In 1929 the Fleischers got caught up in legal troubles when their partnership companies Red Seal Pictures and the Inkwell Studios went bankrupt, making them unable to use 'Koko the Clown' for two years. Meanwhile they created another iconic character: 'Betty Boop', designed by Grim Natwick. Betty made her debut in 'Dizzy Dishes' (1930) and was originally a nameless dog girlfriend of Bimbo the dog. She would eventually lose her dog-like features and transform into a human female. Her dog ears, for instance, were redrawn as ear rings. The huge-headed flapper girl with the high voice soon became the first major female cartoon star (not counting Minnie Mouse, who debuted in 1927 but was merely a supporting act to Mickey). Her popularity was mostly a result of her sexy looks. Many 'Betty Boop' cartoons of the early 1930s often had her lure off horny old men, while she was subject of some quite risqué gags for the time. In that retrospect she was the predecessor of later animated sex symbols, such as Tex Avery's Red and Jessica in 'Who Framed Roger Rabbit?' (1988).

Boop-Boop-a-Doop Girl, by Helen Kane

Betty's physical appearance and voice were modelled after Helen Kane, a waning Hollywood star at the time, known for her high-pitched "boop-oop-a-doop" catchphrase, which Betty also "borrowed" from her. Kane wasn't too flattered about this and unsuccesfully tried to sue. She got a second chance when the studio negotiated a newspaper comic strip about Betty with King Features Syndicate. They couldn't agree on a price, but Kane convinced them to add her name in the title. As a result, 'Betty Boop' first appeared in strip form as 'Boop-Boop-a-Doop Girl by Helen Kane'. With this feature in hand, King Features renegotiated a 'Betty Boop' comic with Fleischer. An agreement was reached and under a new title, 'Betty Boop by Max Fleischer' (1934-1937), this new comic soon pushed away the Helen Kane strip. 'Betty Boop's comics were drawn by Bud Counihan, creator of the comic strip 'Little Napoleon'. He was assisted by Ving Fuller, as well as a Fleischer animator, Hal Seeger. The same year a 'Koko the Clown' pantomime comic strip was also distributed, but only lasted four episodes. 'Betty Boop' proved more durable, even though her initial lurid appearance was somewhat toned down for readers. The same fate happened to her animated counterpart when the Hays Code was introduced in 1934. She became a domestic housewife, while the censors vetoed every suggestive gag. This effectively killed the character's popularity. Attempts to boost it up again by pairing her with other popular newspaper comic characters such as Carl Anderson's 'Henry', Otto Soglow's 'The Little King' and James Swinnerton's 'Little Jimmy' had no effect. In 1940 she starred in her final cartoon.

Koko the Klown, by Max Fleischer

Luckily, the Fleischer studio had another major star. In 1933 they adapted Elzie Segar's newspaper comic character 'Popeye' to the big screen. To make the transition some important changes were made. The animators only used Popeye, Olive Oyl and Wellington J. Wimpy and introduced one new major character to function as a villain: Bluto (Bluto would later be used by Bud Sagendorf in the comics too, but under the name 'Brutus', since the Fleischers had copyrighted the name 'Bluto'). Segar's engaging storylines were reduced to a simple formula in which Popeye and Bluto constantly battle over Olive. The Fleischers also added a trademark song, "I'm Popeye, the Sailor Man" written by Sammy Lerner. Few other cartoon characters had a theme song at the time, with the exception of Paul Terry's 'Mighty Mouse' (1942) ("Here I come to save the dààààày!"). Their most important innovation was Popeye's love for spinach, which explained his super strength. Regardless of all these changes the cartoons did do the original comics justice. Segar's simple drawing style and comical violence fit the animation medium perfectly. 'Popeye' was an immediate hit with audiences, even seriously rivalling Walt Disney's 'Mickey Mouse'. By 1936 the Fleischers had enough money for two colour animated features: 'Popeye the Sailor Meets Sindbad the Sailor' (1936) and 'Popeye the Sailor Meets Ali Baba's Forty Thieves' (1937). Both were notably longer than most animated shorts at the time. A typical short only lasted six to seven minutes, but both of these cartoons were each 17 minutes in length. They remain the best known 'Popeye' cartoons of all time.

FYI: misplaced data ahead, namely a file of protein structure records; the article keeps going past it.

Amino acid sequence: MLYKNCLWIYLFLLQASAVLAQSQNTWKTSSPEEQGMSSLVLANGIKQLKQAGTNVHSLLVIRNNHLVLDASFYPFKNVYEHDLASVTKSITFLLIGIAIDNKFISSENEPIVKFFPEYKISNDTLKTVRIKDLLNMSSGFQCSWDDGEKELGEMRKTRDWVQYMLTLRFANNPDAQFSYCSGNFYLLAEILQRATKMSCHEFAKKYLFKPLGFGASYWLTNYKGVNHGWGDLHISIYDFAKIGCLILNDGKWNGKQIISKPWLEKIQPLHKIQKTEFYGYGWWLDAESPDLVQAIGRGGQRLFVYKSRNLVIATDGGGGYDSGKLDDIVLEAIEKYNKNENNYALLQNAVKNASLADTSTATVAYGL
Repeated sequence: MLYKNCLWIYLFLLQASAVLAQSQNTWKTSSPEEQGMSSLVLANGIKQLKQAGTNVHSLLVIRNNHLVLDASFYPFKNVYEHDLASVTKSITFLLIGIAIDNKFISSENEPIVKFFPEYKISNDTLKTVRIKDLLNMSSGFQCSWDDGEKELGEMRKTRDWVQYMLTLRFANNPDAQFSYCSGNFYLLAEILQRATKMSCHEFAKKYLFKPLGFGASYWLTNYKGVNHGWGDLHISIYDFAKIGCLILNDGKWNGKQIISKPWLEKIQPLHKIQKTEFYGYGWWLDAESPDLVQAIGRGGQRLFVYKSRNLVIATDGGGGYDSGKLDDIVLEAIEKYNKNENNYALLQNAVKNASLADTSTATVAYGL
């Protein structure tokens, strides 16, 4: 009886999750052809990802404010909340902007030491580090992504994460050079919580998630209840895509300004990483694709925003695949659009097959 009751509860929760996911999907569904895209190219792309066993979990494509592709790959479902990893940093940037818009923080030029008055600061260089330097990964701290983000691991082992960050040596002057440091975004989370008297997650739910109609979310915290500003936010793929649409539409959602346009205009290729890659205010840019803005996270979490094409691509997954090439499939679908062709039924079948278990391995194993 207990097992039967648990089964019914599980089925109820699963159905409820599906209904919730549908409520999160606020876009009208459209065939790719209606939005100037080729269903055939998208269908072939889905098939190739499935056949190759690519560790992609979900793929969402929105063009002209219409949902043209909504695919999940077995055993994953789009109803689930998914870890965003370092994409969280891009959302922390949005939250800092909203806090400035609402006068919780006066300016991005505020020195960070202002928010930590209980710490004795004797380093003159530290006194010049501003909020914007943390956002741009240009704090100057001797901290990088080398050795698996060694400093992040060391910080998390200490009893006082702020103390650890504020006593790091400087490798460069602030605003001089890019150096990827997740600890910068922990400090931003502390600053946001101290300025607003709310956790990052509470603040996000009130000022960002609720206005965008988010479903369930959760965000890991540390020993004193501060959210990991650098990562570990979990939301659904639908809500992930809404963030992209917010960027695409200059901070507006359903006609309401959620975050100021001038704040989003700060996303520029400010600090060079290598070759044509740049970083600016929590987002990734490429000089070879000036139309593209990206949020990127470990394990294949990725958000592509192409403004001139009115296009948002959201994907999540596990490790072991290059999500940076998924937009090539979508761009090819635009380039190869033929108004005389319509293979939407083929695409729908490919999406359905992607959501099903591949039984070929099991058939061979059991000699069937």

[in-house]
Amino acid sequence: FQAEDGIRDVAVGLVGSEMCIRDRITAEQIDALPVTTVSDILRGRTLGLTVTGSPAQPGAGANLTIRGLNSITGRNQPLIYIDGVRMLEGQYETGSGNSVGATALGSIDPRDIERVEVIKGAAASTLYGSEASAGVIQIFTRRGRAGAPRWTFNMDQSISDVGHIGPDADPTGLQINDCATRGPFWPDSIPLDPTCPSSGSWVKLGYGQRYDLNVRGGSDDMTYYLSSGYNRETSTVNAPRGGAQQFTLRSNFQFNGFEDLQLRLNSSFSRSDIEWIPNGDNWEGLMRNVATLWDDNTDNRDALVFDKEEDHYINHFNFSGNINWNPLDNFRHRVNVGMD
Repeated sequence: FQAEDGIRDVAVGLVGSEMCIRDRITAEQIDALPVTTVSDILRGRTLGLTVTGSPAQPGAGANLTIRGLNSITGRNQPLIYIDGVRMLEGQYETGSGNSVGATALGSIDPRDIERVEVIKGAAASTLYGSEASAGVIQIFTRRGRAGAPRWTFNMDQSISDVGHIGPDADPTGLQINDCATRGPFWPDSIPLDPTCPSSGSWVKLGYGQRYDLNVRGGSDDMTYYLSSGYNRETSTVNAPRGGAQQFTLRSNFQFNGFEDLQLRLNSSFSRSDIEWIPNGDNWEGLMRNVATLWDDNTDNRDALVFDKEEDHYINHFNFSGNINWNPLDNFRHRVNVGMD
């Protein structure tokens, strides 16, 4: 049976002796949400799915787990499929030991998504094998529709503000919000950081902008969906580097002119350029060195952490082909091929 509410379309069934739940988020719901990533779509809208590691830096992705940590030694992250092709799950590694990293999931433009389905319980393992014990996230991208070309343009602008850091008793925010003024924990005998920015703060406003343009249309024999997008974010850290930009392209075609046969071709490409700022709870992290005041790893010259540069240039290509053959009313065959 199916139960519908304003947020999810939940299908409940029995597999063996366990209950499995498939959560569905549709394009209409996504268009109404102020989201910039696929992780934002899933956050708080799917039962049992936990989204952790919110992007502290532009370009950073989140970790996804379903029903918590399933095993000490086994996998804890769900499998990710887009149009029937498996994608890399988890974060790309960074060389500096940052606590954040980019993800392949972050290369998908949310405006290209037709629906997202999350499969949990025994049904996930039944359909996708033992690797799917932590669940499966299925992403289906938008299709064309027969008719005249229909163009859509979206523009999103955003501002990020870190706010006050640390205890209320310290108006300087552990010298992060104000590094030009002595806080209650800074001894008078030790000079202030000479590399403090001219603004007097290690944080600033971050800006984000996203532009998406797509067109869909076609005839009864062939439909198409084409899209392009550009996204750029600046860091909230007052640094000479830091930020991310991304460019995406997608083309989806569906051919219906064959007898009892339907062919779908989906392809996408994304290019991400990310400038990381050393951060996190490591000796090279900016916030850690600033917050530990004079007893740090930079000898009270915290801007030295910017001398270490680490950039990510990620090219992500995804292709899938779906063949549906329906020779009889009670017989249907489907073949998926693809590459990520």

Still from 'Popeye Meets Sindbad the Sailor'

All throughout the 1920s and 1930s the Fleischer Studios made the most inventive and imaginative cartoons of their time, only rivalled by Pat Sullivan and Otto Messmer's 'Felix the Cat' and later the Disney Studios. Many Fleischer films are completely surreal, such as the classics 'Koko's Earth Control' (1928), 'Swing You Sinners' (1930), 'Mysterious Mose' (1930), 'Bimbo's Initiation' (1931), 'Betty Boop's Bamboo Isle' (1932), 'Minnie the Moocher' (1932), 'The Old Man of the Mountain' (1933), 'Snow White' (1933), 'Betty Boop's Crazy Inventions' (1933), 'Red Hot Mamma' (1934) and 'Poor Cinderella' (1934). The animation is loose and free with no effort to mimick reality. Every character can transform into something else. Even plants and objects are able to suddenly come alive. The cartooniness is accentuated by the use of music, to which characters often bounce along. The Fleischers cartoons were very popular among general audiences because they used jazz on their soundtrack. Iconic musicians like Don Redman, Cab Calloway and Louis Armstrong made cameo appearances in their films and allowed their music to be used, making them the first celebrity voice actors in animation. Another trademark of the Fleischers, especially the 'Betty Boop' cartoons, was their amazing sexual innuendo. Betty is frequently stalked by men who want to kiss and fondle her. Her sensual, scantily-clad dances often teased moral guardians and censors. In some scenes her dress becomes a see-through or accidentally slips down. More sneaky imagery shows men freezing in phallic shapes and subliminal nudity in certain frames. The scandals about her films made Betty all the more popular. 'Popeye' offered no jazz or eroticism but his frequent fist fights with villains were quite violent for the day. Also remarkable for the time was the Fleischers' non-stereotypical portrayal of African-Americans and Jews. The Fleischers didn't hide the fact that they and most of their studio staff were Jewish: in 'Minnie the Moocher' (1932), Betty's Boop's parents are clearly a Jewish couple, complete with her father wearing a kipple on his head and speaking with a Yiddish accent.